On 2/4/2013 6:45 AM, Alan Smaill wrote: > fom <fomJUNK@nyms.net> writes: > >> On 2/2/2013 1:16 PM, Virgil wrote: >>> In article >>> <firstname.lastname@example.org>, >>> WM <email@example.com> wrote: >>> >>>> WMatheology § 207 >>>> >>>> Towards the end of his Address on the Unity of Knowledge, delivered at >>>> the 1954 Columbia University bicentennial celebrations, Weyl >>>> enumerates what he considers to be the essential constituents of >>>> knowledge. At the top of his list comes >>>> ?intuition, mind's ordinary act of seeing what is given to it. >>>> (Weyl 1954, 629) >>> >>> I would hardly call the mind's seeing what is given to it, "intuition" >>> as every creature with a brain at all has it. >>> >> >> There is a long history behind references of that >> kind. Although the intuitionists were not actually >> Kantian or Neo-Kantian, a statement like that is >> certainly influenced by the philosophy of Kant and >> possibly Husserl. The word "intuition" here has very >> definite professional jargon attached to it. > > Brouwer explicitly claims links to the Kantian tradition, > eg in "Intuitionism and Formalism": > > re the invention of non-Euclidean geometries, he writes: > > " However weak the position of intuitionism seemed to be > after this period of mathematical development, it has > recovered after abandoning Kant's apriority of space > but adhering more resolutely to the apriority of time. " > >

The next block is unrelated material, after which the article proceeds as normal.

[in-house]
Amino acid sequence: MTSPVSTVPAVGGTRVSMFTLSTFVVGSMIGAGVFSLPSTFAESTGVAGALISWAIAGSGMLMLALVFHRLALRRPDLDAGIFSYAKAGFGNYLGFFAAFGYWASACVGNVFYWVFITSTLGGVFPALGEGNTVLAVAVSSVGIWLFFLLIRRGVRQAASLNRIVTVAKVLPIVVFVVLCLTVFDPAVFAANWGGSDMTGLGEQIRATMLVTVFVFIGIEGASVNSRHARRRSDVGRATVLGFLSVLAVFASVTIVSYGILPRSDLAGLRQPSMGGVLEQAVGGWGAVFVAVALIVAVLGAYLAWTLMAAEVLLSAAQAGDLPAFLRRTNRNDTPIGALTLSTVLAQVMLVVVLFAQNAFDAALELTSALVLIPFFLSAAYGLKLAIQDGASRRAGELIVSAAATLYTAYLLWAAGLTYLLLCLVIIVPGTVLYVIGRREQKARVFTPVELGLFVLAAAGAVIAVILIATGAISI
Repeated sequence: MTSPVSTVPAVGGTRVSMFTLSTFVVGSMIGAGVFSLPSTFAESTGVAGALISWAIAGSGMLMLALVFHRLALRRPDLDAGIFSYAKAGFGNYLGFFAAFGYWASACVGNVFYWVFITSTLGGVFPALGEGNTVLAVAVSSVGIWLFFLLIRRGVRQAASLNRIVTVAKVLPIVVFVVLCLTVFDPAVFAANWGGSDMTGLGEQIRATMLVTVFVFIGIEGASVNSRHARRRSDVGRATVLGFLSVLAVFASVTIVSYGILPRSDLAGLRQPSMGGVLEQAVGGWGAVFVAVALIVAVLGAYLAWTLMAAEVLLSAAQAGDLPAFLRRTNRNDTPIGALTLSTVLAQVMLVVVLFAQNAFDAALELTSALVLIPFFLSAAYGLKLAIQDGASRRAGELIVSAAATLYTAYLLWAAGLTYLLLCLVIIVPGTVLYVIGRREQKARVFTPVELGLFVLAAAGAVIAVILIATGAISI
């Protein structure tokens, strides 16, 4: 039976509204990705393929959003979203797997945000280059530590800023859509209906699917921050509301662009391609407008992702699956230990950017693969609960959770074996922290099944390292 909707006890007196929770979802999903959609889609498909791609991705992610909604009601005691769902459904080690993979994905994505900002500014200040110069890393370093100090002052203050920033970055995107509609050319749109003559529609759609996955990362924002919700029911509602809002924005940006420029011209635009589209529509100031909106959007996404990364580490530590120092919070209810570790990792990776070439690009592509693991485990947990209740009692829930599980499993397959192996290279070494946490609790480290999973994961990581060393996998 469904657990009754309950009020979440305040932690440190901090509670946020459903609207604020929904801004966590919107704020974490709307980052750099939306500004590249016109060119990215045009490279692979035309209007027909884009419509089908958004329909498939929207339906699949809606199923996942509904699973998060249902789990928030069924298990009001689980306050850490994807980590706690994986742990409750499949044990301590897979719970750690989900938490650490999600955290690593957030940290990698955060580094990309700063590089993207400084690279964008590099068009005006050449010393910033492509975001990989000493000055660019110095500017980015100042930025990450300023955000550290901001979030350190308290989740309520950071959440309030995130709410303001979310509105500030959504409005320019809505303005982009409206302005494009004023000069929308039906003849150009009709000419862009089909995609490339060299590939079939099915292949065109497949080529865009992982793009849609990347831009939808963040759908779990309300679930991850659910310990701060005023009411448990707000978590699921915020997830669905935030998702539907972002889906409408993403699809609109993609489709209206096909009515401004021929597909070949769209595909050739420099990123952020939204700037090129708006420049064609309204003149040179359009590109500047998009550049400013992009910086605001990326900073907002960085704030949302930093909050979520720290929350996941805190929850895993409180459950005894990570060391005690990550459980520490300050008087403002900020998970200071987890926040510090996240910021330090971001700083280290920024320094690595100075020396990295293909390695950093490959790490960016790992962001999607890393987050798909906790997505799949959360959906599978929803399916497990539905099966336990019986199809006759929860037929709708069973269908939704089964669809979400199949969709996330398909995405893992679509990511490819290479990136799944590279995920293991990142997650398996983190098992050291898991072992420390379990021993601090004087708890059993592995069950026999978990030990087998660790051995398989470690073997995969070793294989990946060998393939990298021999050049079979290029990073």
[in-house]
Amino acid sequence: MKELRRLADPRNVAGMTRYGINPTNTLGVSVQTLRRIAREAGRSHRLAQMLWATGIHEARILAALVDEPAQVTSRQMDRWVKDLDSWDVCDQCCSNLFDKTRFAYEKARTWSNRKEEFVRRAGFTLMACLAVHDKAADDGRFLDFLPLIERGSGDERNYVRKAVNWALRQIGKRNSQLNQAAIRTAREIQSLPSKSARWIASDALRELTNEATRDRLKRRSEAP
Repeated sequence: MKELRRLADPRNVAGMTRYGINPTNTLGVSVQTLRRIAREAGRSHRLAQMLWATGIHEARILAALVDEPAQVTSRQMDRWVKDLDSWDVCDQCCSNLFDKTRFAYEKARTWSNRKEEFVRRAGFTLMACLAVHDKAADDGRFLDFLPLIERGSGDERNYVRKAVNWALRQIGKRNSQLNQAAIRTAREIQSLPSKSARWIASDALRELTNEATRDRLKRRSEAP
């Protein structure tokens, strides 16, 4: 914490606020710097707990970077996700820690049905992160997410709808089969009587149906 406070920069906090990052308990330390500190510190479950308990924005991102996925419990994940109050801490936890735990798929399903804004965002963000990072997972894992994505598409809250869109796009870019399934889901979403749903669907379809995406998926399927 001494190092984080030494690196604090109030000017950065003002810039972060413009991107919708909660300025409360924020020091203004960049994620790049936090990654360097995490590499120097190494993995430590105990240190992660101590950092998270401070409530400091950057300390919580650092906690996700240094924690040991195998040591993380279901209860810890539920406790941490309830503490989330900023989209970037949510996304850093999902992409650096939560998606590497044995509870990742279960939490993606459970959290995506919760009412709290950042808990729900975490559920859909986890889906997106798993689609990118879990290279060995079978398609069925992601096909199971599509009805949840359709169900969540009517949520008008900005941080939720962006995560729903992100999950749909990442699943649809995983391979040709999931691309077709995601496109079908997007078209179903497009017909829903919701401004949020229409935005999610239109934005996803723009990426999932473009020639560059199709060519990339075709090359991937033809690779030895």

Intuitionism is now broader than Brouwer, of course. I am currently looking at Sanin who explains certain divergences of his constructivism from Brouwer's original ideas. And, my particular statement paraphrased Mehlberg's position in his 1960 paper "The Present Situation in the Philosophy of Mathematics" reprinted by Blackwell. Since he footnotes a meager remark with a mention of Kant's "Prolegomena to Any Future Metaphyisics," I presume he is basing his distinction on Kant's descriptions relating mathematics to "visualization".